Through the readings of Michel Foucault’s Discipline And Punish, we discover that there are many new strategies that leaders began employing which allowed for more psychological control over the public. Some of these new themes can be observed in various films and texts such as Minority Report, Equilibrium, and 1984. Within these works, we see how Panopticism is used to make citizens obey the law to a higher degree than what we would consider the norm of today. Panopticism, when heavily employed and paired with dystopian policies, can be the main catalyst for a massive loss of individuality throughout a society. Michel Foucault goes into a deep analysis of what he begins to describe as Panopticism. He starts off by introducing the Panopticon, a type of prison or quarantine building created by Jeremy Bentham. It is a large circular building with cells or rooms aligning the inside, with the “open” doors facing toward the center. In the middle of the circle is a tower where, depending on its use, a guard, teacher, or supervisor would be positioned to watch the people in the cells. Since the person watching over the cells is in the center, he or she is able to look into any cell at any given moment. In addition to this, the tower reflects a bright light into each cell to provide complete sight into it and also blinds the inmate, student, or worker from observing if they are being watched at any given time (Foucault 200-201). It is a structure that is unique to common jails and large-scale prisons but it serves its purpose in arguably the most efficient way since it needs relatively fewer guards to watch over a large number of inmates.
Although this is a piece of architectural work, Foucault sees it as a physical metaphor for societal control. The key idea of the Panopticon is to make the inmates unsure whether or not they are currently being observed by their supervisors due to the light coming from the tower. When this happens, the inmates must assume at all times they are being watched or they can risk being caught for breaking the rules. Since everyone assumes this, they choose to stop breaking the rules or break them less. In his article on Foucault, Mathiesen states that Panopticism “controls or disciplines our behavior” (Mathiesen 229). As a result, there is less of a need for physical observers to be in the tower. In essence, the Panopticon does much of the work for the guards and is considered highly efficient. Looking at this from a societal standpoint, a government can easily implement many of these qualities into daily life. Instead of using a prison, a government could install surveillance everywhere in a town and let it be publicly known that they have done so. This would instill the same fear into the citizens of the town as it would for the inmates. The townspeople would have to assume at all times they are being observed and therefore they would need to act accordingly.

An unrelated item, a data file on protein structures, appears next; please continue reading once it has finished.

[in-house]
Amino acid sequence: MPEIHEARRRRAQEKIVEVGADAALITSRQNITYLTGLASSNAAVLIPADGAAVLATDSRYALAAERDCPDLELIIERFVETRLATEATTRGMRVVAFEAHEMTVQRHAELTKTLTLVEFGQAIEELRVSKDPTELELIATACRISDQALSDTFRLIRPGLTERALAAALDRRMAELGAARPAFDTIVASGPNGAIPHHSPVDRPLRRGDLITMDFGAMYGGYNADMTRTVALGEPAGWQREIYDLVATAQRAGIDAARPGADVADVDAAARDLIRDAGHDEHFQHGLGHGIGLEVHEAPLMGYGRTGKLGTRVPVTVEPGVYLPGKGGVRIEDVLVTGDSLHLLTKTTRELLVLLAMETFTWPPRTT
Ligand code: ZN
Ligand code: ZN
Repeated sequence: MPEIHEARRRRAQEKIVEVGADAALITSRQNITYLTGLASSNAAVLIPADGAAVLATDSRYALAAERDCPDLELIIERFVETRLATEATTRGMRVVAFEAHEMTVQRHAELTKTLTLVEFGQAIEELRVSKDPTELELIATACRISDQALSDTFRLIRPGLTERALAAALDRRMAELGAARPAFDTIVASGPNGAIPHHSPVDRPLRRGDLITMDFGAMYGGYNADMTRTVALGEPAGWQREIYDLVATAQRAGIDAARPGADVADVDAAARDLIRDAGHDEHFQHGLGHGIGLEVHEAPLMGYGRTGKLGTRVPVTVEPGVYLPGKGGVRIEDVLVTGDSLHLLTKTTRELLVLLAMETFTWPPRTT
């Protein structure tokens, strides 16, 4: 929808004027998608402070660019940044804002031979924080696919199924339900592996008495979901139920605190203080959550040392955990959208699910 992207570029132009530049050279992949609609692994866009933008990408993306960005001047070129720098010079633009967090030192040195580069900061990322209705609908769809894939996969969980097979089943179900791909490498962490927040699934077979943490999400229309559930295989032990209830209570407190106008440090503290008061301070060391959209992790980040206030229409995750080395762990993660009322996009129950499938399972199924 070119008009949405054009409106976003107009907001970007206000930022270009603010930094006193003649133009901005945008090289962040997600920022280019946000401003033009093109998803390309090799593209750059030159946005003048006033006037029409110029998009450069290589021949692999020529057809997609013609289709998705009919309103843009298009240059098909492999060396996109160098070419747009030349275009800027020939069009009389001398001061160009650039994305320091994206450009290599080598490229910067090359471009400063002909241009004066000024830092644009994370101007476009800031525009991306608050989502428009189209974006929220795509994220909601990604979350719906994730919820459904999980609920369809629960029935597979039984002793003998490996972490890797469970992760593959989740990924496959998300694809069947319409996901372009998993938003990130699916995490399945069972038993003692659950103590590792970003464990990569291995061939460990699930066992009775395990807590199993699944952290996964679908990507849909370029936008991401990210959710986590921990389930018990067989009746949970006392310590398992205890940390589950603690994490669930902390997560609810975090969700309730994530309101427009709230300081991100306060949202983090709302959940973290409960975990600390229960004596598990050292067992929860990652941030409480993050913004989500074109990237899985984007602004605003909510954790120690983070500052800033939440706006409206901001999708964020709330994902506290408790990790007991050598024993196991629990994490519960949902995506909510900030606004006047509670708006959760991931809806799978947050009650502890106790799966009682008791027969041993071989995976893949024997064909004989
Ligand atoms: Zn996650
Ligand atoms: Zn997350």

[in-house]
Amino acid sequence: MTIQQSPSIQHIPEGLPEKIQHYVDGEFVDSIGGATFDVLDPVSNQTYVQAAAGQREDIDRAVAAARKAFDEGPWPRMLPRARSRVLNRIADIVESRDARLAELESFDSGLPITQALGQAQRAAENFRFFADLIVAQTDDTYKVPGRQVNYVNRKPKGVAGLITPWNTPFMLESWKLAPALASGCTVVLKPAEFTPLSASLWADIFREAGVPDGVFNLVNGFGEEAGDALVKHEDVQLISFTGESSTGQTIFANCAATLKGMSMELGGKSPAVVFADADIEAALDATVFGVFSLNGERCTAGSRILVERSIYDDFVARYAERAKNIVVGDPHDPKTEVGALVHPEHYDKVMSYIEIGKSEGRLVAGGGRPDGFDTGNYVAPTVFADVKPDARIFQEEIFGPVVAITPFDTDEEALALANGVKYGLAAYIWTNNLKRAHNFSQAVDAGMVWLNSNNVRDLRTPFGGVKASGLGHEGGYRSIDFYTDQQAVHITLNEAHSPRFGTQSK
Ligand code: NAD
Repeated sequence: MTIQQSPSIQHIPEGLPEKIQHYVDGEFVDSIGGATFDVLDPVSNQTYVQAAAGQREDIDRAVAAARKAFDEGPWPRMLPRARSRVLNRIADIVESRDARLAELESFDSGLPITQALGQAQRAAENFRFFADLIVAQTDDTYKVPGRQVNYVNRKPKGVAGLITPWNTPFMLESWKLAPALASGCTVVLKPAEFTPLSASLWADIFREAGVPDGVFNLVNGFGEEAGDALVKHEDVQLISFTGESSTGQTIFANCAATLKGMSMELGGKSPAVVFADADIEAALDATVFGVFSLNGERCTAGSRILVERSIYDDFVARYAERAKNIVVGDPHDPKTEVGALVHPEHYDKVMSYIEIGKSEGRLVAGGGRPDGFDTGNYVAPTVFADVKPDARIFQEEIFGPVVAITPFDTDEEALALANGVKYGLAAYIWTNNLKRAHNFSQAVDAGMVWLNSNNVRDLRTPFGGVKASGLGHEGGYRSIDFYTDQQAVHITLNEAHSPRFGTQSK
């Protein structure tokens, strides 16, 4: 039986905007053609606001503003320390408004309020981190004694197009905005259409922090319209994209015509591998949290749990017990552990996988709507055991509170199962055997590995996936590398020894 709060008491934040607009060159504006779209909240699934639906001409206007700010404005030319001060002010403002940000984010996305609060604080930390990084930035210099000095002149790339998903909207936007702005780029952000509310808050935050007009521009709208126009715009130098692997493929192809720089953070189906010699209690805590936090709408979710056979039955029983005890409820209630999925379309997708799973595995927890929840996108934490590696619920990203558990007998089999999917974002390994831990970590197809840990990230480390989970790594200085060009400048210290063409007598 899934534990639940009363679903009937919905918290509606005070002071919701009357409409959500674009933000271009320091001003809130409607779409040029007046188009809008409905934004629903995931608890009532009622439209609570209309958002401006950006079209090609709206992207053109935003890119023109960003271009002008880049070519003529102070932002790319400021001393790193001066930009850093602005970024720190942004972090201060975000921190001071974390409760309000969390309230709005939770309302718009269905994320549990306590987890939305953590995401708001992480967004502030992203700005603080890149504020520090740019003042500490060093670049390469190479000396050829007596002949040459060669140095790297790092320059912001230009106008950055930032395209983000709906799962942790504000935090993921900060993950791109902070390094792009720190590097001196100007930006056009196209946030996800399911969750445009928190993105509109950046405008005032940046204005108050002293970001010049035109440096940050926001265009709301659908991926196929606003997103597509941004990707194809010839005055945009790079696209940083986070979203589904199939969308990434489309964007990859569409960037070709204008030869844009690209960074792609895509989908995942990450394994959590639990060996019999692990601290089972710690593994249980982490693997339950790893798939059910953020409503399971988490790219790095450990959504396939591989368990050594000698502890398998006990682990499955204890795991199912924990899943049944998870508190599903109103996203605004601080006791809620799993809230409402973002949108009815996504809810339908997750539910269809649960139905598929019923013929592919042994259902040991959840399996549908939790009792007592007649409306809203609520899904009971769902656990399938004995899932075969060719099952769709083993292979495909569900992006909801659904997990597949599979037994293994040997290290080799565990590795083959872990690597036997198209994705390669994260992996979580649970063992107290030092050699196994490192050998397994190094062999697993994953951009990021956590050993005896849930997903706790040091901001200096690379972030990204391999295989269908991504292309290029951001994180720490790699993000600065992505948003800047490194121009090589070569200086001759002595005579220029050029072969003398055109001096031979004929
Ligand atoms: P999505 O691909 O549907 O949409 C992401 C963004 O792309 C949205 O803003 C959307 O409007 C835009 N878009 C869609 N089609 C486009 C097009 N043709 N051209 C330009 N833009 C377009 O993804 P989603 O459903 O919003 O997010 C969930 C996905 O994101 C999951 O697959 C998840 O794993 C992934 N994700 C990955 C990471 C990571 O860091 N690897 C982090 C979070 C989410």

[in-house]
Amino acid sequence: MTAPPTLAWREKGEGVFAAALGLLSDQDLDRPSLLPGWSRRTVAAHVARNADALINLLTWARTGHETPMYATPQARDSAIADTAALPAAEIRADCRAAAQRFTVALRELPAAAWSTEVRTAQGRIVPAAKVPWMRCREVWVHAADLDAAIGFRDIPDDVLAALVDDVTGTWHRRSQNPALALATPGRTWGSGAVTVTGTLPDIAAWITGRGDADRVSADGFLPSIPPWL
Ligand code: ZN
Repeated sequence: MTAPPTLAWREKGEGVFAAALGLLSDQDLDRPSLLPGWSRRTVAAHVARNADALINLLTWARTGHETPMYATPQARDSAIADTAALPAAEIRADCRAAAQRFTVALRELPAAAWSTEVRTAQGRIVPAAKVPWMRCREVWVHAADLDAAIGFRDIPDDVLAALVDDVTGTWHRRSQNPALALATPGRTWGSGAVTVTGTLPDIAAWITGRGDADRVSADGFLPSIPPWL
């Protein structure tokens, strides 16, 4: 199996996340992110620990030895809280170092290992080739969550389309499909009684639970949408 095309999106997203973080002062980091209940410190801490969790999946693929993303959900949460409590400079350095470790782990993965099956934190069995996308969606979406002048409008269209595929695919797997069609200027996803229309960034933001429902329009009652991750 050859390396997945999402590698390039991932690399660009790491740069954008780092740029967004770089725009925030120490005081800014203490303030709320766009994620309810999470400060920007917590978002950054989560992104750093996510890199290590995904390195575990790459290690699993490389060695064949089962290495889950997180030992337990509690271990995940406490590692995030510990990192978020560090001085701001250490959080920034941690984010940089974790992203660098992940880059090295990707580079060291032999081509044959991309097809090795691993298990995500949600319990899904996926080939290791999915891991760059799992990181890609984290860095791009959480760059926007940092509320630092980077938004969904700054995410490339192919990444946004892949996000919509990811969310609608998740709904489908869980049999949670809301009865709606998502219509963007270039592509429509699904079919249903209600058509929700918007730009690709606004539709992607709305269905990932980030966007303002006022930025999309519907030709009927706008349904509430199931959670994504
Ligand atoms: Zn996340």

These ideas have been used throughout modern times, but not necessarily to the extremes like we see in the film, Minority Report. In this film, there is no physical Panopticon, however, there is the use of surveillance through special people, the precogs, who are able to anticipate and “view” future murders in the Washington D. C. Area. Initially, police were easily able to catch people as they were in the planning stages of an attempt at murder. Eventually, such murders practically ceased to exist as word spread that the police would observe those that were planning to commit a murder. People knew they weren’t always being watched but knew that if they decided to kill, they would be seen. This clearly resulted in nearly perfect cooperation from the public to no longer try to kill. Of course, there are always attempted murders that are decided upon irrationally in the heat of the moment, but I am sure that even the number of murders in that category had decreased as well too. This is a perfect example of Panopticism within the film.
Another film example of Panopticism being used is acted out in Equilibrium. The citizens of this film have to take a drug, Prozium II, multiple times a day or they would be violating the law. As we see throughout the film, there are a few that decide against taking the drugs and most end up getting caught by the police or fellow citizens. In this world, the citizens that take the drug act as their own surveillance network that is ready to turn anyone into the police once they witness any wrongdoing. On top of this, cameras can also be seen throughout a few of the buildings. All of these factors contribute to the public being less willing to disobey the law and not take the Prozium. Although, compared to Minority Report, there are more people that break the law in this case. This can be attributed to a lack of security within the land of Libria such as within peoples homes and in certain other areas. The precogs in Minority Report were able to see nearly everything they needed to which made them nearly perfect surveillance tools.